If someone mistakenly goes through airport security with a handgun in a purse or briefcase that weapon is seized, never to be returned. What if that handgun was owned by another person….is that not the same as my argument of confiscating cars? Or does the dollar amount play a role in Article 1 Section 10 of the US Constitution?
My point was that, if you own the lien on my car, it wouldn’t be right for you to lose your investment just because I drove drunk and got caught.
Good idea, as a poster above mentioned drunks kill more people than guns in this country.
And drunks are in third place.
First place is distraction due to cell phones being used by sober people.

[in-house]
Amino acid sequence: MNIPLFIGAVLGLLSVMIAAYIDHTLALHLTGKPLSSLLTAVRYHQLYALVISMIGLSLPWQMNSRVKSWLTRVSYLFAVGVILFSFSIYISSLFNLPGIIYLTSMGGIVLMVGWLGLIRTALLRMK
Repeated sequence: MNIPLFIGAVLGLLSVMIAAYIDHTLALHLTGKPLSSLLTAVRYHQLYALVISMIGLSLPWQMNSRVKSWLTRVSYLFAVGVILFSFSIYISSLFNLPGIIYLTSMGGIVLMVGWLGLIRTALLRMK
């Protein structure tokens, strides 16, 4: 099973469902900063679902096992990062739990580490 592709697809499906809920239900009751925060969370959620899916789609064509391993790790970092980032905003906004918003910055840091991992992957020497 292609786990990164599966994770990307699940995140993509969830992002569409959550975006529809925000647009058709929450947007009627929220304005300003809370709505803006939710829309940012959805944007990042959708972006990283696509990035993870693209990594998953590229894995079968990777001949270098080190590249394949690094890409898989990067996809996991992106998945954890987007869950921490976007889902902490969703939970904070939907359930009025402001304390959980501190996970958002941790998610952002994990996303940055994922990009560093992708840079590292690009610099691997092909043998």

“Instead of confiscating guns, how about confiscating cars driven by drunks—-doesn’t make a difference who the owner of the car is, a bank or a friend.”
Wayne, bone up on article 1 section 10 of the US Constitution. So far, the courts have not sided with invalidating contracts.
Good idea, as a poster above mentioned drunks kill more people than guns in this country.
Instead of confiscating guns, how about confiscating cars driven by drunks—-doesn’t make a difference who the owner of the car is, a bank or a friend. You get caught drinking and driving that car now belongs to the State and sold at auction.
Make no mistake about it, all this talk about new gun control laws has the ultimate goal of confiscation—one step at a time. So let’s confiscate the cars being driven by drunks regardless of the vehicle’s legal owner.